The pen and ink drawings of Abdel Rahmen al-Mozayen have become synonymous with Palestinian liberation struggles. Born in Kubyba in 1943, al-Mozayen’s mother was an expert in the art of embroidery and while serving as a resistance fighter with the Palestine Liberation Organization (PLO) he produced a number of political posters in the 1970s and 1980s, iconic works that incorporate a unique combination of embroidery, ancient history, and stylized figures. Using the complex symbolism found in Palestinian embroidery to communicate steadfastness, his references to Canaanite heritage testify to the ancestral roots and longevity of Palestinian art, an element that is paramount to combating the co-option of local culture by Israelis and the near erasure of historical evidence by the occupation. Simultaneously, his employment of embroidery is significant — with occupational forces often clamping down on the displaying of flags or material related to the resistance, the art form evolved into an intricate coded language of signifiers used as an act of defiance.
In “Children of the Intifada” (1988), al-Moyzen depicts two young children dressed in traditional Palestinian garb sitting atop a horse. The horse is adorned with an embroidered tapestry that reads “December” in Arabic and “1987” in English — the month during which the first Palestinian intifada erupted. From the horse’s bridle hangs a key, a familiar symbol for Palestinians, as many took the keys to their homes when forced out by Zionist militias in 1948, expecting their expulsion to be temporary. The children have slingshots in their hands and a supply of stones nearby, a reference to the rock-throwing youth that were essential to the protests of the uprising. In mid-journey, the horse takes the children over a bed of rocks, perhaps suggesting the Jordan River as they enter to liberate Palestine or a metaphorical road that is paved with the very tools needed for their resistance.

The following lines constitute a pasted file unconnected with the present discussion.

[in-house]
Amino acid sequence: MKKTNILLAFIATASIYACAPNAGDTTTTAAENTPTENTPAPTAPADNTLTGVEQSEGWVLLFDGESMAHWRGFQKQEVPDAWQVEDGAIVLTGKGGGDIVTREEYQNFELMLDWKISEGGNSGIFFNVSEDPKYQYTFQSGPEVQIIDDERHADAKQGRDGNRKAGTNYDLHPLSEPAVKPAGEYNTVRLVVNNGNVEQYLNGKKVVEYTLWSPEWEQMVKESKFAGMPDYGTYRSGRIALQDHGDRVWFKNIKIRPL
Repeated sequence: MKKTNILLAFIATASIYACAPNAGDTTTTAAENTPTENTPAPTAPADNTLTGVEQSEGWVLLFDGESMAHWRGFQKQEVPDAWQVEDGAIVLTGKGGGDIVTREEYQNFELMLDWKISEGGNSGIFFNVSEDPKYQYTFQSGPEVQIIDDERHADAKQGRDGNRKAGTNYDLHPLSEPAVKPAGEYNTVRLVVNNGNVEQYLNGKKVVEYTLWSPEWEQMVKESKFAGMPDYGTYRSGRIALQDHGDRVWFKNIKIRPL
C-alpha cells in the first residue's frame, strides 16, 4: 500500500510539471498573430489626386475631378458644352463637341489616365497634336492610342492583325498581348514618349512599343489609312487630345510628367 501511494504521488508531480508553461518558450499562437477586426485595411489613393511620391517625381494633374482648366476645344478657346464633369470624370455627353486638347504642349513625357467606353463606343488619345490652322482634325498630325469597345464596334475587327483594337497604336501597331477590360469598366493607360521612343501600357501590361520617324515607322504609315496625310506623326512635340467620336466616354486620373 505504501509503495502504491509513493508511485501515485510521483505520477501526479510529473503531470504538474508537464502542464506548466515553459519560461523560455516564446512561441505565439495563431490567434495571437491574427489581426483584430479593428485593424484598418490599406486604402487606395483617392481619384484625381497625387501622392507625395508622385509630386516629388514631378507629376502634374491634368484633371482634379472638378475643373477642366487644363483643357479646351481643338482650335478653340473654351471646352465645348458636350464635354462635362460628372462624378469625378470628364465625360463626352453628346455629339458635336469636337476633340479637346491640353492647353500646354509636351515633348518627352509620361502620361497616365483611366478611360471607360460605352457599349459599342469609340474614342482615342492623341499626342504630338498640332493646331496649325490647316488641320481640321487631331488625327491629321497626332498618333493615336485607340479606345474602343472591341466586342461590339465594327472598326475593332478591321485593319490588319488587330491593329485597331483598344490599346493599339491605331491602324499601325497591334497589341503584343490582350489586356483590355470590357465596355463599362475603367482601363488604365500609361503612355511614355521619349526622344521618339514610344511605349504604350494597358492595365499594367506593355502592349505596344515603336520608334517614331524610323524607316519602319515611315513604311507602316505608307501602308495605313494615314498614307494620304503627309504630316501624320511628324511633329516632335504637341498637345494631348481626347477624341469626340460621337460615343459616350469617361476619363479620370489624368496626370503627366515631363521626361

In contrast, the pensive and morose paintings of Fayez Sersawi underscore the psychological and physical effects of the Israeli occupation. Working to document the brutal tactics used by Israeli forces, he paints images capturing the daily experiences of Palestinians under widespread violence. Concurrently, he has created such works as “Two Men” (2001), an introspective portrait of two figures, presumably a father and son. The positioning of the men, as they lean against each other, occupies the foreground and center of the composition, leaving little room for an identifiable setting. Instead, the same expressionist brushstrokes that detail the age and wear of their faces appear in the background, unifying the figures with their surroundings. Rendered with aggressive markings that suggest chaos, the violence of the background continues on the bodies of the figures as though consuming their entire beings. The intimate posturing of Sersawi’s subjects is also of interest, as it resembles that of Christian icon painting. Tracing its roots to early examples of icon painting near pilgrimage sites such as Jerusalem — an observation brought to light by painter and scholar Kamal Boullata — much of contemporary Palestinian art can be viewed within this artistic practice. Resembling compositions of the holy mother and child, the artist’s iconification of Palestinian men under siege is a bold take on the tradition with weighty political inferences.